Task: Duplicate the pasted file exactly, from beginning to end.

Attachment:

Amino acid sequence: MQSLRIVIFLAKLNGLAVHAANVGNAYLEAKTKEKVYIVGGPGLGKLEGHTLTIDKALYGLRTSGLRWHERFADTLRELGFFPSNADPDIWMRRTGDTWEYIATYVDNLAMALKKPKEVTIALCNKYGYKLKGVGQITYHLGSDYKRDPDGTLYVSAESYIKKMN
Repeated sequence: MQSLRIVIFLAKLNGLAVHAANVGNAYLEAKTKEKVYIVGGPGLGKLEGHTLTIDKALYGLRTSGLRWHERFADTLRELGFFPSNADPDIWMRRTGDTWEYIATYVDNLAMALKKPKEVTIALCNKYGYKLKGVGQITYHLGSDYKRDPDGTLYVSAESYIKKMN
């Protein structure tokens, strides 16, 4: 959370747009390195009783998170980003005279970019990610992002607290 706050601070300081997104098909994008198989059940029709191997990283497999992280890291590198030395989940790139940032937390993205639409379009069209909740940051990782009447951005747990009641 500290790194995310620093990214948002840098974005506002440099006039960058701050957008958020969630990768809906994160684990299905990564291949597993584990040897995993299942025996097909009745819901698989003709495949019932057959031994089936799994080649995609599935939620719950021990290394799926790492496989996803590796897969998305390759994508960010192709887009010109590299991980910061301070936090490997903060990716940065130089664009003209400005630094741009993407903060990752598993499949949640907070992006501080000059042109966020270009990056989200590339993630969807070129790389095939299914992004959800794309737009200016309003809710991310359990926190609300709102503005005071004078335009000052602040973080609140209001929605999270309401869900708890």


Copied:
Amino acid sequence: MQSLRIVIFLAKLNGLAVHAANVGNAYLEAKTKEKVYIVGGPGLGKLEGHTLTIDKALYGLRTSGLRWHERFADTLRELGFFPSNADPDIWMRRTGDTWEYIATYVDNLAMALKKPKEVTIALCNKYGYKLKGVGQITYHLGSDYKRDPDGTLYVSAESYIKKMN
Repeated sequence: MQSLRIVIFLAKLNGLAVHAANVGNAYLEAKTKEKVYIVGGPGLGKLEGHTLTIDKALYGLRTSGLRWHERFADTLRELGFFPSNADPDIWMRRTGDTWEYIATYVDNLAMALKKPKEVTIALCNKYGYKLKGVGQITYHLGSDYKRDPDGTLYVSAESYIKKMN
């Protein structure tokens, strides 16, 4: 959370747009390195009783998170980003005279970019990610992002607290 706050601070300081997104098909994008198989059940029709191997990283497999992280890291590198030395989940790139940032937390993205639409379009069209909740940051990782009447951005747990009641 500290790194995310620093990214948002840098974005506002440099006039960058701050957008958020969630990768809906994160684990299905990564291949597993584990040897995993299942025996097909009745819901698989003709495949019932057959031994089936799994080649995609599935939620719950021990290394799926790492496989996803590796897969998305390759994508960010192709887009010109590299991980910061301070936090490997903060990716940065130089664009003209400005630094741009993407903060990752598993499949949640907070992006501080000059042109966020270009990056989200590339993630969807070129790389095939299914992004959800794309737009200016309003809710991310359990926190609300709102503005005071004078335009000052602040973080609140209001929605999270309401869900708890």